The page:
Building tougher ships

Building tougher ships

Novel design tools are helping build ships that can withstand rough Arctic waters, making potential offshore drilling sites more accessible
October 22, 2012

Canada’s Arctic seafloor is said to contain approximately $10 trillion worth of oil and gas reserves, which could inject an estimated $100 trillion into the Canadian economy. But accessing potential offshore drilling areas in the Arctic requires sturdy ships designed to withstand ice flows and extreme weather conditions.

At Memorial University of Newfoundland in St. John’s, naval engineer Claude Daley is conducting the largest experiments in the world involving ships and ice. Specifically, he is creating novel and practical design tools that meet today’s ship-building challenges. Working with industry partners from around the world, his research team is setting international construction standards for ships to safely and affordably travel through frigid Arctic waters.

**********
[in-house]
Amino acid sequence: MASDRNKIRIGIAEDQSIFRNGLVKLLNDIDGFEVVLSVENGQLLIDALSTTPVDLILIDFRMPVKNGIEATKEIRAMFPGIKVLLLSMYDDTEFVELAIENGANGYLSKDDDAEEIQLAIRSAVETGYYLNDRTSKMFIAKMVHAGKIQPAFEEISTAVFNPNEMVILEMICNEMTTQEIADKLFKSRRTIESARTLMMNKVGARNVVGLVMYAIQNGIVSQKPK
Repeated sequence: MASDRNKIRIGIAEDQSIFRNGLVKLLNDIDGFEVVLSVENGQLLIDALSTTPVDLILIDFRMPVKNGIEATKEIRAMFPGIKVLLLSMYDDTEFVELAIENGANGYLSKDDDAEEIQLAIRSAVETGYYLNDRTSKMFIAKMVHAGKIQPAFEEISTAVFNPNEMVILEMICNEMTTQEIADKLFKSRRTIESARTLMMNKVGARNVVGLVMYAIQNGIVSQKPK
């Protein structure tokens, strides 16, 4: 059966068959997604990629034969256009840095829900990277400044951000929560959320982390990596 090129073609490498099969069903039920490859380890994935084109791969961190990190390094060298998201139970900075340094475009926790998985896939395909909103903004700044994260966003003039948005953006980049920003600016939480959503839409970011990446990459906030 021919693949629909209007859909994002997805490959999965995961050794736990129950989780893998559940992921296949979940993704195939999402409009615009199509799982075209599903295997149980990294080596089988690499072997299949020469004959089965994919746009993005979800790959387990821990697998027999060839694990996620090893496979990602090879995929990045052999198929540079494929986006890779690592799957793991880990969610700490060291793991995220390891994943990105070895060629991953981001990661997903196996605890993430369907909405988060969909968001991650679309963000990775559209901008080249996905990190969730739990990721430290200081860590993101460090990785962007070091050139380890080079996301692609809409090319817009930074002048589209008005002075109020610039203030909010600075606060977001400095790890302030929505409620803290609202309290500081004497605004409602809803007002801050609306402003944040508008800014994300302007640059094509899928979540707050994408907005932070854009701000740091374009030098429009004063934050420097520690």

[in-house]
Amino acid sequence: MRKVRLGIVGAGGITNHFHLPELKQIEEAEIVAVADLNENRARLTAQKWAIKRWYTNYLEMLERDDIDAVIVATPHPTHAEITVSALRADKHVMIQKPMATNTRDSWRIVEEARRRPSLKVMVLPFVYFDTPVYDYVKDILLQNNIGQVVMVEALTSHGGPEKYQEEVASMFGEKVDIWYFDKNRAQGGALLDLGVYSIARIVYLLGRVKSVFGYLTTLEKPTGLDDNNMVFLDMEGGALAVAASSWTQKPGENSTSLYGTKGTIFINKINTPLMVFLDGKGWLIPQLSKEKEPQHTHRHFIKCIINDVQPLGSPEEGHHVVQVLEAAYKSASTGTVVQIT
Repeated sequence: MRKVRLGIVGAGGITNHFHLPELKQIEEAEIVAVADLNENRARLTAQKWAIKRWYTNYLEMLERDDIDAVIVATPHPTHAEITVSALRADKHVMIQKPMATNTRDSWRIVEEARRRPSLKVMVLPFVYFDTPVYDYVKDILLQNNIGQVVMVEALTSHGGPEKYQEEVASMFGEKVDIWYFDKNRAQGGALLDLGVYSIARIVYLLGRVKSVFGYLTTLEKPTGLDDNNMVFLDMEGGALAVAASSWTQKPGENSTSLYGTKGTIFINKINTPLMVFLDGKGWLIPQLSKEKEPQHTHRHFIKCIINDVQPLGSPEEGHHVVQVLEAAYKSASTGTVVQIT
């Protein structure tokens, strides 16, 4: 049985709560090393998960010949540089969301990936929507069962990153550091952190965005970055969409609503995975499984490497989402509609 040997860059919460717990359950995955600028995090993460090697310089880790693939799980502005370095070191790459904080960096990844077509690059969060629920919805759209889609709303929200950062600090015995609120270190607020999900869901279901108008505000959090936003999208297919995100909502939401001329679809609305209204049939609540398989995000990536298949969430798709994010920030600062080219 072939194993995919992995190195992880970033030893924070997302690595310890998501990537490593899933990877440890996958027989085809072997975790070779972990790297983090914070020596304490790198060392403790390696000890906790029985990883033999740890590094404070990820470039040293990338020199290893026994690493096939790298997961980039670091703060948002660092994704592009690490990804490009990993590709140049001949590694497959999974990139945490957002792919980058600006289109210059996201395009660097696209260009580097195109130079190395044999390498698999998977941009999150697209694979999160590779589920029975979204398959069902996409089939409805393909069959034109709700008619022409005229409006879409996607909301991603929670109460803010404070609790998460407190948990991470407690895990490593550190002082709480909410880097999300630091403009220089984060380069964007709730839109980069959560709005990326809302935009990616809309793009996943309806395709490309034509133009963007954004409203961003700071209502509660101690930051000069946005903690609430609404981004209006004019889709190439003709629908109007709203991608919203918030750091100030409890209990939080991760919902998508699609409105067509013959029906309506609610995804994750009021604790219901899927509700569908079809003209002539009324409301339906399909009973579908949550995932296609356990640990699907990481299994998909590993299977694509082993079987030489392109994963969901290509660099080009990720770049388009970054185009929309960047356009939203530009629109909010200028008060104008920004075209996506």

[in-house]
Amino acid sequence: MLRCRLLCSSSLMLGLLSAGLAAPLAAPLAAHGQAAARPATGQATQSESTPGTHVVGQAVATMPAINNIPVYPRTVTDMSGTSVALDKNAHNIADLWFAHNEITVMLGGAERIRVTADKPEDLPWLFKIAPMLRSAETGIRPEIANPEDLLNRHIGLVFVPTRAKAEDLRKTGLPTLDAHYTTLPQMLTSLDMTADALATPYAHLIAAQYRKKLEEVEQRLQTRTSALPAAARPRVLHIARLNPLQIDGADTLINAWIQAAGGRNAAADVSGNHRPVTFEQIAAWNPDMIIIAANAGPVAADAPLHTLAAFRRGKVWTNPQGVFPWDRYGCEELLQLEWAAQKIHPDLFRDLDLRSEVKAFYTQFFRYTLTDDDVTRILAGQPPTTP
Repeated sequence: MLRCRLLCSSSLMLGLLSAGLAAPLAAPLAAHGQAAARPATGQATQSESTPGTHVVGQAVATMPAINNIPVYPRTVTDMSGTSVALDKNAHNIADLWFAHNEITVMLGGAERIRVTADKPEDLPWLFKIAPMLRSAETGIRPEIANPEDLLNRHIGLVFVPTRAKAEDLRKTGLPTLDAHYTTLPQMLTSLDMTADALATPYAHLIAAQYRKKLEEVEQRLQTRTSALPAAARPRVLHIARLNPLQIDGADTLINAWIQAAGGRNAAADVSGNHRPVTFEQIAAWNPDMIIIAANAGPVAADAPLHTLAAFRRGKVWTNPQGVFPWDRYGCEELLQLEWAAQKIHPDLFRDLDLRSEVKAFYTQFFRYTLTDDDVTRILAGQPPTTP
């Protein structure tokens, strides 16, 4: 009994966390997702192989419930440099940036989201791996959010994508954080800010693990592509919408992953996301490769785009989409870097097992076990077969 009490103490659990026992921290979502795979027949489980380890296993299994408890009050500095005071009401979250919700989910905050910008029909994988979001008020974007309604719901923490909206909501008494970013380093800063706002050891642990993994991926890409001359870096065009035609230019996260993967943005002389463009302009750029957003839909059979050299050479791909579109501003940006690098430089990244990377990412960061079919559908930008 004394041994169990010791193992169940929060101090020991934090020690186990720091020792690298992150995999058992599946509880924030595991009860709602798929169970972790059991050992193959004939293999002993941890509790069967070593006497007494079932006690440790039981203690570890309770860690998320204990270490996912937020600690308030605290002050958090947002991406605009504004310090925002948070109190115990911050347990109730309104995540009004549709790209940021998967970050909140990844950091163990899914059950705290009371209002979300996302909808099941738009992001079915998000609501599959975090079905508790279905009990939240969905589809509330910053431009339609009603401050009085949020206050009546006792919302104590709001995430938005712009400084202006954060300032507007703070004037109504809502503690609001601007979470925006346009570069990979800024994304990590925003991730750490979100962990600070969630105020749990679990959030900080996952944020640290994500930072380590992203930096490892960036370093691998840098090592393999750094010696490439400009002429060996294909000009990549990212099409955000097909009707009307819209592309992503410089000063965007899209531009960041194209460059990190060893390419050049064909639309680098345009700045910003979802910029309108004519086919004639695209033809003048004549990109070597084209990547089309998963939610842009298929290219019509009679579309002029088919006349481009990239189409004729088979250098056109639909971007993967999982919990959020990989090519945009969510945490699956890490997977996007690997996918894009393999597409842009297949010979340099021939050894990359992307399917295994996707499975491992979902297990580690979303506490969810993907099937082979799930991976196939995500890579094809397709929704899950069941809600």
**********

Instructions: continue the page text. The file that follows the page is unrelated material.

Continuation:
Both Canadian and American governments rely on Daley’s research to improve ship safety, and his team’s work has improved ship design and building standards for Arctic ship projects for industry partners such as BMT Fleet Technology, Husky Energy and Hyundai Heavy Industries.